Theresa May and Donald Trump

Trump: 'UK-US Military Cooperation Vital'

Theresa May and Donald Trump

The two leaders met at Chequers in Buckinghamshire. (Images: PA).

Donald Trump has described the relationship between the UK and the US Armed Forces as "vital". 

The US President was speaking at a joint news conference with Theresa May at Chequers, the country residence of the Prime Minister.

Earlier the two leaders watched a counter-terrorism exercise involving UK and US Special Forces at the Royal Military Academy Sandhurst. 

"The United Kingdom and the United States are also strengthening cooperation between our Armed Forces who serve together on battlefields all around the world," said President Trump during the press conference.

"Today the Prime Minister and I viewed several US-UK Special Forces demonstration (sic).

"We saw some demonstrations today frankly that were incredible.

"The talent of these young, brave, strong people.

"Seamless cooperation between our militaries is really just vital to addressing the many shared security threats we have."

The US President watched the Special Forces exercise while the First Lady met Chelsea pensioners in London.

Asked about the benefit of keeping US troops in Europe, Mr Trump said: "There is a benefit. There's a psychological benefit and there's a military benefit. There's also a benefit not to do it."

Referring to the NATO summit, he said: "I was prepared to do things that would have been somewhat harsh yesterday. A lot of people were surprised that NATO all came together at the end.

"And it wasn't a threat, I mean, it was just an unfair situation. We were paying 90% of the cost of NATO, and NATO is really there for Europe much more so than us."

After talks with Theresa May at Chequers, the US President and First Lady Melania Trump headed to Windsor Castle to meet the Queen.

The guests were treated to a Guard of Honour when they arrived at the royal residence in Berkshire on Friday afternoon.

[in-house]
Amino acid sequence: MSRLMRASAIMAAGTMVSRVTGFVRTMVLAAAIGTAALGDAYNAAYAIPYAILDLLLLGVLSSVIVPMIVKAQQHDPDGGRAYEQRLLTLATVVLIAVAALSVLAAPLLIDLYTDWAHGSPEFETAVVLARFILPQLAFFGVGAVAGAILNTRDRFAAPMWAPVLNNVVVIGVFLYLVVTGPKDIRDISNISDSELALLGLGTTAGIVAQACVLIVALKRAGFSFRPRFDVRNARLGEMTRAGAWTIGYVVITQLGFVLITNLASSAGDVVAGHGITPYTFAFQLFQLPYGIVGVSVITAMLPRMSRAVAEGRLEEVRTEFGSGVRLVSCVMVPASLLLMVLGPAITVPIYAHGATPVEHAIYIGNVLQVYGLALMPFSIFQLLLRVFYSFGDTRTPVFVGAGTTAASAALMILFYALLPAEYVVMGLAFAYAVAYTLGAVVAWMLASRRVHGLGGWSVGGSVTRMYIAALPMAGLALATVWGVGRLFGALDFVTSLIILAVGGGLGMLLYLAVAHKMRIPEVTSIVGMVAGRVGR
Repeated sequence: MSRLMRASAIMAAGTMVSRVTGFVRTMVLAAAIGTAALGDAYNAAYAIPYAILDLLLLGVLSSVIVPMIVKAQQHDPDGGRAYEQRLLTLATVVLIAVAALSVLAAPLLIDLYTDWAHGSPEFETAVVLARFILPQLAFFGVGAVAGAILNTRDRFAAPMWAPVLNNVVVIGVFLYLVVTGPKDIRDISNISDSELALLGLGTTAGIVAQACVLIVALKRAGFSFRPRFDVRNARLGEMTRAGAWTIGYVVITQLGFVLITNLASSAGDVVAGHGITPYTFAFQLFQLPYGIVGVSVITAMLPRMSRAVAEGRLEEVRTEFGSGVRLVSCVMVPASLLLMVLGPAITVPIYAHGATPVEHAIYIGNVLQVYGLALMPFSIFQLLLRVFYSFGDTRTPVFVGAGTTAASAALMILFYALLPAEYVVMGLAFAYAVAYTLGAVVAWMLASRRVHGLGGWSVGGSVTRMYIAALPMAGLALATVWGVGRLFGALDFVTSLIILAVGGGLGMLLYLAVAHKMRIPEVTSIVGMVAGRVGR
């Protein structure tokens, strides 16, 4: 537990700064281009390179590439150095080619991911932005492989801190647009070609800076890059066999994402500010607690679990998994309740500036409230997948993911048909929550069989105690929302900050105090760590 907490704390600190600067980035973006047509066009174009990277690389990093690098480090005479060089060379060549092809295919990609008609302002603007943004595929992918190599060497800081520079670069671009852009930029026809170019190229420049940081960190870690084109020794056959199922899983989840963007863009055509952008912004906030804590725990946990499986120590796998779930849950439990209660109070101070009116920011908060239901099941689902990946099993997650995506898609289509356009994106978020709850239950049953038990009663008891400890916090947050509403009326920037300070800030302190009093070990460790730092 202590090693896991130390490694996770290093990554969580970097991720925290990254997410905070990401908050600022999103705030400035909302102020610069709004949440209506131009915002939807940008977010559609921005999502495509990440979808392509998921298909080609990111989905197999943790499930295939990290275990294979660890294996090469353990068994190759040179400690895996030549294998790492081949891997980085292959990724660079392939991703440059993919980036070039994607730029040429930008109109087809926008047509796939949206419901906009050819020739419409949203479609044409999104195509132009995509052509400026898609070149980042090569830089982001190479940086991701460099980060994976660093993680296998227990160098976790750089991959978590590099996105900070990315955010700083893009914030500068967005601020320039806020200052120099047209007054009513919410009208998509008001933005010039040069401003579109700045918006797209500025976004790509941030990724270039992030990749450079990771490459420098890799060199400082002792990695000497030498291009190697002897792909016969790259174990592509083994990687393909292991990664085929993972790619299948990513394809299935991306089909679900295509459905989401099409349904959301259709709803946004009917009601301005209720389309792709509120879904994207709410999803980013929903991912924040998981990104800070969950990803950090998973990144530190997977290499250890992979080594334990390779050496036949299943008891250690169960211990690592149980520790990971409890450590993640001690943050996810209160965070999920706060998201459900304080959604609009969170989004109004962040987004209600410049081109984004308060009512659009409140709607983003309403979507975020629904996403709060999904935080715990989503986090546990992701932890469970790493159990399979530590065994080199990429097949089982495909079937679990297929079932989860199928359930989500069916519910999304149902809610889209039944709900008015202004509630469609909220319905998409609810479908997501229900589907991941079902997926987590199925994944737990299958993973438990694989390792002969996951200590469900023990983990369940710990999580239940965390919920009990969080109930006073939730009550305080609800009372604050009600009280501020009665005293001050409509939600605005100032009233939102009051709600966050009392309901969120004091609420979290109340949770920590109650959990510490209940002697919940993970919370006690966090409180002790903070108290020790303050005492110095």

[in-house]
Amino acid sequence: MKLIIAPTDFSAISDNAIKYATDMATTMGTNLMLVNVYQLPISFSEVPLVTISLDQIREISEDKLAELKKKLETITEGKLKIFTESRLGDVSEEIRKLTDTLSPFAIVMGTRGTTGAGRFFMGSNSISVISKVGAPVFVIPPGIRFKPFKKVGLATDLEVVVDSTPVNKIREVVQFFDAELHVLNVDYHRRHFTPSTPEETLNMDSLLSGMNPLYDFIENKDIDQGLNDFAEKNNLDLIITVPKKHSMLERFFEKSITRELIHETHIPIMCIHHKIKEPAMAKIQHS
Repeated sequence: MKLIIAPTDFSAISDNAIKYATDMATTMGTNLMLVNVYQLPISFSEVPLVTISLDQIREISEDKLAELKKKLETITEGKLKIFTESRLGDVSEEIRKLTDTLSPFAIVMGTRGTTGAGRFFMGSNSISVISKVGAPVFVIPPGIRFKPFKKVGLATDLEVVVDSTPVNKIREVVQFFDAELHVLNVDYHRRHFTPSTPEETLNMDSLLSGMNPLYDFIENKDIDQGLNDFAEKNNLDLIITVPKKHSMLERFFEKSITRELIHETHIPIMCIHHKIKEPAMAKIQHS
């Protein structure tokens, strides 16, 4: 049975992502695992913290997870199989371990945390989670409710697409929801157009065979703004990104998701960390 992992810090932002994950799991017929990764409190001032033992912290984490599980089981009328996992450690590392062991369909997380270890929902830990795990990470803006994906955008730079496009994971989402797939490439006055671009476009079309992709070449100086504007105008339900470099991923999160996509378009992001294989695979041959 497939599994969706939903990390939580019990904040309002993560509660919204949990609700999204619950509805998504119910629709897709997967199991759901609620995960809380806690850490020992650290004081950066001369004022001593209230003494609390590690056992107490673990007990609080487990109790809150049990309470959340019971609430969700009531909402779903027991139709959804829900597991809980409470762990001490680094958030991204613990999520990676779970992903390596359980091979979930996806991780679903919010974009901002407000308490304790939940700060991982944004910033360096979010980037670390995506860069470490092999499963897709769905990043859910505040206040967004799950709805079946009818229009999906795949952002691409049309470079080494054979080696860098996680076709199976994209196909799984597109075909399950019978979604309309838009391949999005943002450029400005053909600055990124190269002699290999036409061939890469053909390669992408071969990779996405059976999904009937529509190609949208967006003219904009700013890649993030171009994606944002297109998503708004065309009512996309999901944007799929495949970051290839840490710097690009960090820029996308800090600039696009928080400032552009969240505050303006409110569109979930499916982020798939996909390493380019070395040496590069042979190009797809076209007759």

Formed of the Coldstream Guards, the Guard of Honour gave a Royal Salute and played 'The Star-Spangled Banner', the national anthem of the United States.

The 1st Battalion Coldstream Guards is one of the British Army's longest serving units, and its musicians are among the oldest and best-known military marching bands in the world.

The Queen and President Trump inspected the Guard of Honour before watching a military march past.

The US President and First Lady also took tea with the Queen.

On Friday morning, Trump spoke of his admiration for the Queen in a newspaper interview, in which he called her a "tremendous woman".

He told The Sun: "If you think of it, for so many years she has represented her country, she has really never made a mistake. You don't see, like, anything embarrassing. She is just an incredible woman.

"My wife is a tremendous fan of hers. She has got a great and beautiful grace about her."

The Queen has played host to three other US Presidents at Windsor Castle since the 1980s - Barack Obama in 2016, George W. Bush in 2008 and Ronald Reagan in 1982.

Meanwhile, one of the largest Police operations has been underway to cover President Trump's brief visit amid protests across the UK.

Nearly every force in England and Wales has contributed officers to help with the security effort, the biggest since the 2011 riots.

Mr Trump's audience with the Queen is not part of a state visit - an offer that was extended to him by Prime Minister Theresa May in the early days of his presidency.

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